The Lower 48

Since it's the end of the year, here's a quick wrap up of some things I've done in 2020.

The Lower 48

Well, it's been nearly a year since my last post, and this update is long overdue. Back in May I returned to Colorado due to COVID-19, as I no longer have any in-person classes. It's been an interesting few months, and I've felt really busy while also not having a whole lot to do.

Some notable things that have happened since my last post:

  • Spring semester at UAF transitioned to fully online for me, and I finished all my classes from my room in North Pole, Alaska.
  • I returned to Colorado to live with family while school is fully online, and on the way visited quite a few places. Staring at FAI, I took a flight to ANC then to SEA. From there I took the bus system to the nearest Amtrak station, and rode down to Oregon City where I met up with family. From there we drove back to Colorado, making some stops along the way in Idaho and Utah. The trip from SEA to Oregon City is pretty much the most I've ever used public transport before, and it was interesting to see how it worked, especially with how few people were present due to COVID-19.
  • I worked back at Boondocks for a short bit until school started up again. I really enjoy working there, and maintaining the bowling lanes is always something I enjoy.
  • School resumed in August, and I started classes fully online.

These last eleven months have been hectic, and the dynamic of online learning and remote work has been difficult for me to get into. Having the separate learning and work environment makes a huge difference I've noticed, and though I agree with the precautions that are currently being taken, I do wonder what my motivation would be like if classes had been in-person.

The timezone offset has been another interesting thing to deal with, as now I'm two hours ahead of school and work in Alaska. In most cases this has been beneficial on my part (almost like I have an extra two hours in the day), but in others it's been frustrating (I can't speak during a video meeting for office hours at 11 pm because my family is sleeping).

This next semester in spring of 2021 all my classes will again be remote learning. One of my classes is a hardware lab for learning to write software that interacts with different sensors and micro controllers. The interesting thing for this lab is that normally the hardware would be something that you use at the school, but because of the remote learning environment, a kit will be mailed out to all students in the class. I'm pretty excited for this class, and look forward to what I might learn.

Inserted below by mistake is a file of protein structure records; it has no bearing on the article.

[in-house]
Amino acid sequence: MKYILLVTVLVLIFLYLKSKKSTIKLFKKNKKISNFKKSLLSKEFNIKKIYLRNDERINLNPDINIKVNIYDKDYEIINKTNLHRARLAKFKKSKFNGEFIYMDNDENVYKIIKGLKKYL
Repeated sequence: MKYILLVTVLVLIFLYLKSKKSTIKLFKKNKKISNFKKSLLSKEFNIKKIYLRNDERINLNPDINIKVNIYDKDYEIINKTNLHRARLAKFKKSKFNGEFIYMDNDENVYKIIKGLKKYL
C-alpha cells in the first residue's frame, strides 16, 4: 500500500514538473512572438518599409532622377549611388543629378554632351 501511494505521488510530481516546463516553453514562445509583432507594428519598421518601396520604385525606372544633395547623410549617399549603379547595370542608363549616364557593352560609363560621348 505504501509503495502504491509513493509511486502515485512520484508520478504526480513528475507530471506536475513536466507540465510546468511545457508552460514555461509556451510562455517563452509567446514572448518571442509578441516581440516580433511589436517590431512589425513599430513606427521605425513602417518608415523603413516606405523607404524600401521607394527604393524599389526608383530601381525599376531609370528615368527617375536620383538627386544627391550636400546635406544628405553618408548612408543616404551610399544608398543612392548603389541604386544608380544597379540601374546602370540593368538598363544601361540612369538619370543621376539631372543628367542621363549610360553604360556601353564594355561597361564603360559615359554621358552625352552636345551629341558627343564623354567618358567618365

In current news, I'm starting to teach myself how to use Kubernetes, and might publish an article here relating to it soon. I'm considering moving my hosting to use Kubernetes, as I currently containerize all my applications but docker-compose for everything is getting a bit painful to manage for as many services I have (as well as needing to configure nginx individually every time, managing port mappings, making sure I have correct restart policies, …). It's my first deep dive into a system as advanced as it is, and though I've skimmed over some other systems (namely Saltstack) I think Kubernetes is a solution that works much better for me.

Since it's the end of the year, here's a quick wrap up of some things I've done in 2020

  • 108177 minutes of music listened to on Spotify - that's over 75 days!
  • 605 contributions on GitHub
  • 158 days of server uptime (and counting)
  • 7 states visited
  • 5 Windows installs
  • 2 Arch Linux installs
  • 1 server reformat

As a quick note, I'm trying out a new newsletter format. Unfortunately signups are broken at the time of writing, but anyone else who is already signed up will get updates. Let me know what you think, and any feedback you might have.

I've gotten a few comments saying that the part of this post that spoke on Kubernetes was harder to understand for some. For those who are curious, Kubernetes is a program that helps you to set up and run applications on a server. It helps to keep everything running, balances demand for your apps across multiple servers (in case one breaks, another takes over the load), and can help you keep services separated. It's a bit difficult to explain to one who doesn't have experience with developing and deploying applications, but I hope that by learning to use it, deploying my projects and services will go a lot more smoothly.